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Taylor Providing Preseason Hype For Herd Defense

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Senior defensive end Jeremiah Taylor (No. 58) was one of the lone standouts on last year's defense. Photo by Bob Levey/Getty Images.
Senior defensive end Jeremiah Taylor (No. 58) was one of the lone standouts on last year's defense. Photo by Bob Levey/Getty Images.

Preseason praise rained down on the Thundering Herd offense this offseason. Junior quarterback Rakeem Cato was named to the watch lists for the Maxwell and Walter Camp awards, just to name a few. Junior wide receiver Tommy Shuler and senior tight end Gator Hoskins were named to the watch lists for the Biletnikoff and Mackey awards, respectively, in addition to preseason all-conference teams picked by numerous media outlets.

The defense, which struggled mightily in 2012, managed to get some preseason love as well. Senior defensive end Jeremiah Taylor was one of 22 players named to the Ted Hendricks Defensive End of the Year Award watch list.

The 6-foot-4, 255-pound Taylor was a team captain last season and was a solid presence on an otherwise-shaky defense. He accumulated 54 tackles, including 8.5 tackles for loss and 5.5 sacks, while blocking two kicks, forcing two fumbles and recovering a fumble as well.

The veteran Taylor says that the accolades mean nothing without team success.

“It’s always nice to be recognized for the work you’ve done,” Taylor told Football.com, “but as you get older and mature all you want to do is make your team better because with team success will come the individual recognition.”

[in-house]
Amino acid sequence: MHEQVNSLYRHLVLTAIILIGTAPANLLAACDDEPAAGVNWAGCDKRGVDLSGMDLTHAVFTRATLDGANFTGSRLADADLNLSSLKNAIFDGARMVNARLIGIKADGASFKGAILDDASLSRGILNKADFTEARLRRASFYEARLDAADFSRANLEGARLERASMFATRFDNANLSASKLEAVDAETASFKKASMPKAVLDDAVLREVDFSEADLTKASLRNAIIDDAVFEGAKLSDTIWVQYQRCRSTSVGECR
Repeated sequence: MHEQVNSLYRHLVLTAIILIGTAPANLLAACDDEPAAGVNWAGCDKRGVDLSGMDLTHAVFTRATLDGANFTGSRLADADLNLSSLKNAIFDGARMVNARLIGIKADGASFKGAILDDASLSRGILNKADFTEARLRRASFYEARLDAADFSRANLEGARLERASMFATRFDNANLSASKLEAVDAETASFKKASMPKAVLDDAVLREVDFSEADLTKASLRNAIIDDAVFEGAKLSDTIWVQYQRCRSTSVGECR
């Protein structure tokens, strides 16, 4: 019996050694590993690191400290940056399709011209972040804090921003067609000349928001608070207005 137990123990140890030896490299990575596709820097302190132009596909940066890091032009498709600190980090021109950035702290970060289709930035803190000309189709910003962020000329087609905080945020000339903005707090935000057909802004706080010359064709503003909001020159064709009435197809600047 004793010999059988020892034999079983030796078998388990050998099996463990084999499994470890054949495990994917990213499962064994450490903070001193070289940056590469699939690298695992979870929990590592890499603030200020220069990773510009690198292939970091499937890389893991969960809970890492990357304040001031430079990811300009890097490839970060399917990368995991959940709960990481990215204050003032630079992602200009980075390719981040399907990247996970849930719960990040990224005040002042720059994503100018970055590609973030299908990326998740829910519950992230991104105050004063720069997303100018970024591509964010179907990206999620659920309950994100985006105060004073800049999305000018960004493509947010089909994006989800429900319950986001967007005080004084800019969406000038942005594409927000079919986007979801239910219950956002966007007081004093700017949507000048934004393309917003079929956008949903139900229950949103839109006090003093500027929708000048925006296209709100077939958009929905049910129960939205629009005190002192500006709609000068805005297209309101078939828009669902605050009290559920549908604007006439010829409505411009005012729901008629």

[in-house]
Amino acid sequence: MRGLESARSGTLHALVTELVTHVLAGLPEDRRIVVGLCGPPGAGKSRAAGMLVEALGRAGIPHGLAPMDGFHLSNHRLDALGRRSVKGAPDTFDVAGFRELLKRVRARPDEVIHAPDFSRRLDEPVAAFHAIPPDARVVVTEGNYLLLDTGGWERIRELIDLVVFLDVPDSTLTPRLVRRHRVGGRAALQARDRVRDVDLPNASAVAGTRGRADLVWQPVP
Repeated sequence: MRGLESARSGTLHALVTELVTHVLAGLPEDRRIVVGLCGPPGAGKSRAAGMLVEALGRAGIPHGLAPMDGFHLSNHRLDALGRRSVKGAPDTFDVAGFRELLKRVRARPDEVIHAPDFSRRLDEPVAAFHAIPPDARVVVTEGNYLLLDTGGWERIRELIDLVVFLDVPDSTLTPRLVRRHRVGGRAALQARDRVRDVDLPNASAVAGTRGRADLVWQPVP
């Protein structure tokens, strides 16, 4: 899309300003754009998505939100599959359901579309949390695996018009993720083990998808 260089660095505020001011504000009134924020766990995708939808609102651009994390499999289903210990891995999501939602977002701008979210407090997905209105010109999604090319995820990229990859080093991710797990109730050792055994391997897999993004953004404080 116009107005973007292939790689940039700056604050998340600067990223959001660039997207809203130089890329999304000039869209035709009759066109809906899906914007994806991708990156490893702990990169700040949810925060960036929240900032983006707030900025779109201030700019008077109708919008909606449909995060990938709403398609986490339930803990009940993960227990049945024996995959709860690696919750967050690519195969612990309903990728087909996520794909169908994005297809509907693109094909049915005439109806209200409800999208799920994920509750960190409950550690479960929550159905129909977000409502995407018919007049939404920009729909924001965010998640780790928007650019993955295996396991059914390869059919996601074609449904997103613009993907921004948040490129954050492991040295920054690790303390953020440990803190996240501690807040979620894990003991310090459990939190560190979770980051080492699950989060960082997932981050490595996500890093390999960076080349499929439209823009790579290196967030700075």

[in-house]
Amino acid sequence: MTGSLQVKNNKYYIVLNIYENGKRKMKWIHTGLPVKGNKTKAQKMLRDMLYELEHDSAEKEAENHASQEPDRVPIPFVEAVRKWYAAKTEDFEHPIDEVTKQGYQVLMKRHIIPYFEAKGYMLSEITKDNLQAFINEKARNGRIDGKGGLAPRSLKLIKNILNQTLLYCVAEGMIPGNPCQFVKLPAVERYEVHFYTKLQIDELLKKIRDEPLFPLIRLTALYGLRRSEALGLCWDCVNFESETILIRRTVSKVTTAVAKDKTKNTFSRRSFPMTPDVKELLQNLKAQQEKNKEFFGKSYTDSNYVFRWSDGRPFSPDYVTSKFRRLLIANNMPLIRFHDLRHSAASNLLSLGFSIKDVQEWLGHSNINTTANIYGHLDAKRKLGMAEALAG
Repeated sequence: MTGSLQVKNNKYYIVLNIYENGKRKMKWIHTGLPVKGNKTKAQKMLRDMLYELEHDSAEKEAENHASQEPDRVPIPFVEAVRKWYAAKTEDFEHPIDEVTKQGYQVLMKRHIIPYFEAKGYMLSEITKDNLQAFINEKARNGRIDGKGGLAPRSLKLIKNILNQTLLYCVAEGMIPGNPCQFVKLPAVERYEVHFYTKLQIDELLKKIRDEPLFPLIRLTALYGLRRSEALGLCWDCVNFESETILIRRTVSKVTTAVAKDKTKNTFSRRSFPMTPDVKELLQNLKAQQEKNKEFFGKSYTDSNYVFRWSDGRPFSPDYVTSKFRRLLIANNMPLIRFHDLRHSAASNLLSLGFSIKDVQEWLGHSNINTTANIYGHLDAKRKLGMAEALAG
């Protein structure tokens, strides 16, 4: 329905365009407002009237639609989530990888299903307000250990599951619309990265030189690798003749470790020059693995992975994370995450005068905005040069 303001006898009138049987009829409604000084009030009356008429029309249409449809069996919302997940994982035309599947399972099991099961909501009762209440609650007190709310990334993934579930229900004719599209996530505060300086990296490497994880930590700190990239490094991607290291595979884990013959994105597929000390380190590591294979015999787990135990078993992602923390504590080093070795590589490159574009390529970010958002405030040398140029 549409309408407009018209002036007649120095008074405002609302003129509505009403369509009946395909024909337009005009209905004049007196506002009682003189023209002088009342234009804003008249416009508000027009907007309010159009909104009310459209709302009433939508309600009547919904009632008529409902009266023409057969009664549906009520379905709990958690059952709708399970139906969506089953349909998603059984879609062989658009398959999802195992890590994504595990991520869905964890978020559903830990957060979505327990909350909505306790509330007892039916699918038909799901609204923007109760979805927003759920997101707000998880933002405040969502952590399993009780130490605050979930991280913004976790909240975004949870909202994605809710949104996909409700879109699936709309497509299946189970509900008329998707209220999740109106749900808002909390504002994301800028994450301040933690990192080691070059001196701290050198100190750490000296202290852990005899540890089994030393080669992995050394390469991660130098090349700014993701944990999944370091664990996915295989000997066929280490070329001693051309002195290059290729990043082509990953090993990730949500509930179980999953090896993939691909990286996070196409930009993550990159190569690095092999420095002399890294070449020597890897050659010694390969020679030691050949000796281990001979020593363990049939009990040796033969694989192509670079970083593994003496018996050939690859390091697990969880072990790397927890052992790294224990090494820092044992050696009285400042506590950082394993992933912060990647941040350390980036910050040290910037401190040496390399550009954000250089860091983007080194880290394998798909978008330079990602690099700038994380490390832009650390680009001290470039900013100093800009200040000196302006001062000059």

Taylor, along with redshirt senior defensive end Alex Bazzie, anchor a Herd defensive line that head coach Doc Holliday said is “light years” ahead of where it was last season.

“At practice, you hear Alex Bazzie and Jeremiah Taylor and those guys coaching just as hard as me and [defensive tackles] coach Price,” defensive ends coach Sean Cronin told Football.com. “When you have that it’s like you have four coaches on the D-line instead of two.”

While the defensive end positions are mostly held by seniors, the interior of the defensive line is full of youth that is ready to contribute, like 6-foot-7 redshirt freshman Josh Brown. Taylor told Football.com that the best way to help the younger players is getting them prepared mentally and physically.

“We play the most physically demanding position on the field and every play is going to be a street fight,” Taylor said of the defensive line. “Do everything within the rules, go hard as you can and things will work out.”

Taylor and the rest of the defense also will play with a chip on their shoulders after allowing more than 40 points per game last season, squandering opportunities given by an explosive, high-flying offense.

“We’re not settling for what we did last year,” Taylor said. “We come out here every day and remind ourselves before we come out that what happened last year cannot happen again.”

Taylor and the Herd defense will get their first chance at redemption Aug. 31 against former Mid-American Conference rival Miami of Ohio at Joan C. Edwards Stadium.